The elections are upon us and societal divisions have grown increasingly fraught. There is no shortage of people laying claim to ‘our country’ from all across the broad political spectrum.
Schorsch Kamerun, the singer and theatre maker from Hamburg, is attempting to use music and the stage to shine a light on this. As a jumping-off point for his ruminations, he is using Richard Wagner’s Mastersingers of Nuremberg, in which the composer provides an exemplary narrative of the balance and conflict between exclusionaries and progressives. According to Kamerun, Wagner has a hybrid perspective on this: backward-looking on the one hand, while on the other hand, centred within a modernity in which civic participation should be taken as a given.
Prior to his evening’s event, Schorsch Kamerun conducted research and collected the voices of people eligible to vote in the election on 26 September. He and his fellow campaigners want to find out what a difference of opinion being fought on the fairgrounds in Wagner’s time has to do with the increasing polarisation — in digital spaces and elsewhere — that we are seeing today, and which new camps are being formed in politics and society as a result.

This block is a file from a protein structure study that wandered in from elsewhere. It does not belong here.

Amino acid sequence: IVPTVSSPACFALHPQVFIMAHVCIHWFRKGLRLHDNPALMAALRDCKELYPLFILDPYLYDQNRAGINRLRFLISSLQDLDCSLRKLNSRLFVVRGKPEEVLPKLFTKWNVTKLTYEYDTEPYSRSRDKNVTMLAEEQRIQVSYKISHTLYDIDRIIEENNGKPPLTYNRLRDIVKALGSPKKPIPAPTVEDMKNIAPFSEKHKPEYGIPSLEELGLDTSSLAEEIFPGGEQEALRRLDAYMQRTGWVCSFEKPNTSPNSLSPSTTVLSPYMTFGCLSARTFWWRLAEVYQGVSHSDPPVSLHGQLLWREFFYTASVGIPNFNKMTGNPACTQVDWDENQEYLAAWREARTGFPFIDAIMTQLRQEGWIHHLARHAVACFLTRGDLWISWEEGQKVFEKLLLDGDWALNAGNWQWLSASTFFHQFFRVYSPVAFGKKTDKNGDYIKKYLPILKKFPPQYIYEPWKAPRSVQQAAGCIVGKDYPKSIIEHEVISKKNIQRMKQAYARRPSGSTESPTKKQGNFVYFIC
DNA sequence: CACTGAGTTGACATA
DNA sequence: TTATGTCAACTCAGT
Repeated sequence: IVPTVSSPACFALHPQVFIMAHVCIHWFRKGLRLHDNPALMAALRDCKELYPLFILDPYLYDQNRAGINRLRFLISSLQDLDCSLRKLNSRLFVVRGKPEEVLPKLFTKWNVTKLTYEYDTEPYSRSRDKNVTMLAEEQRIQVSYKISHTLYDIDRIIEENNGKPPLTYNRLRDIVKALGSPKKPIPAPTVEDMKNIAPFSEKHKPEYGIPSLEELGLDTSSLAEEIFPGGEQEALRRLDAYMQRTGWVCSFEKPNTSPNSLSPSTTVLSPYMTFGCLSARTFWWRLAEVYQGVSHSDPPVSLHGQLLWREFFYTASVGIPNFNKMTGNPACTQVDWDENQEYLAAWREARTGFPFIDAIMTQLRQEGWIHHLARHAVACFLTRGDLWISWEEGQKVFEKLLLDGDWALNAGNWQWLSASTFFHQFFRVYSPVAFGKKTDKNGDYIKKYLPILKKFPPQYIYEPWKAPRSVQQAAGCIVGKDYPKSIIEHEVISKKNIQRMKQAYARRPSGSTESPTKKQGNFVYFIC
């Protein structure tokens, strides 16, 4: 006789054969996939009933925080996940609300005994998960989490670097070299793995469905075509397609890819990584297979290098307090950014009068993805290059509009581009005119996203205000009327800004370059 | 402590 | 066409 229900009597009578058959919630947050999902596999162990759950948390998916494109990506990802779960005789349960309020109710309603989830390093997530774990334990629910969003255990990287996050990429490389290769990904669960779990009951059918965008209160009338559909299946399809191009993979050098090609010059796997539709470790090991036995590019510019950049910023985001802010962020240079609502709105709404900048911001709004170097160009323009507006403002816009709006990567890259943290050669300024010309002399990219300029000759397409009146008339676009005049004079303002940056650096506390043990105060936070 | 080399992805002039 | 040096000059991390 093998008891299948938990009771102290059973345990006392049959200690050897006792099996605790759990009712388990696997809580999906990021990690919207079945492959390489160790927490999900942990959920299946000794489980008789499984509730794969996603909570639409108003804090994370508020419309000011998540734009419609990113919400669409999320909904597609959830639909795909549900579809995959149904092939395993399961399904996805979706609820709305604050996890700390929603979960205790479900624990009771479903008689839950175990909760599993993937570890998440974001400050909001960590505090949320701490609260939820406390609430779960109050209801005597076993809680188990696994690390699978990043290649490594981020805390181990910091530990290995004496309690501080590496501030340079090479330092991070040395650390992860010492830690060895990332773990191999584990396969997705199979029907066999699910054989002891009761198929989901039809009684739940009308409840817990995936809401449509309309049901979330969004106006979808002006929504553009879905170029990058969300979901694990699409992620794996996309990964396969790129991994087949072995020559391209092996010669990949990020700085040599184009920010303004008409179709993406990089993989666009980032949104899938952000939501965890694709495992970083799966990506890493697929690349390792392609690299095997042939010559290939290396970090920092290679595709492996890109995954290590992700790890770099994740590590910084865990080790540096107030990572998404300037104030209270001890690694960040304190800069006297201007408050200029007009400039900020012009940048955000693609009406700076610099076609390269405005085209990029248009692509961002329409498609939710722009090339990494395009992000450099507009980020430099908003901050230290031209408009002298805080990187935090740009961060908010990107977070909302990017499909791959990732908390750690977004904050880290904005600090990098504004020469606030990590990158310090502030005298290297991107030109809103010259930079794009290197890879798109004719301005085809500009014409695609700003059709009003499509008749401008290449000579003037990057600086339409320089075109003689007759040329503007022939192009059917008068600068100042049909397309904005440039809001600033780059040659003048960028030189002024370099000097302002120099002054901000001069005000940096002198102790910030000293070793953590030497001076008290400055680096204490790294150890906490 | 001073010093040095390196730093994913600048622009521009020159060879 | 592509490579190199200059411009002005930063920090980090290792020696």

The concert Wem gehört welch’ Land? (Which country belongs to whom?) aims to interrogate, through word and music, the rise of populism, false versus meaningful affiliations, and a utopian perspective on our shared society. Kamerun invites us to examine this situation through the lens of pop culture and classical music, using text and sound in collaboration with performers, singers and sound professionals to reflect what the elections in Thuringia and the German federal parliament have to say. The performance will include free speech and unprecedented sound. While that is still possible.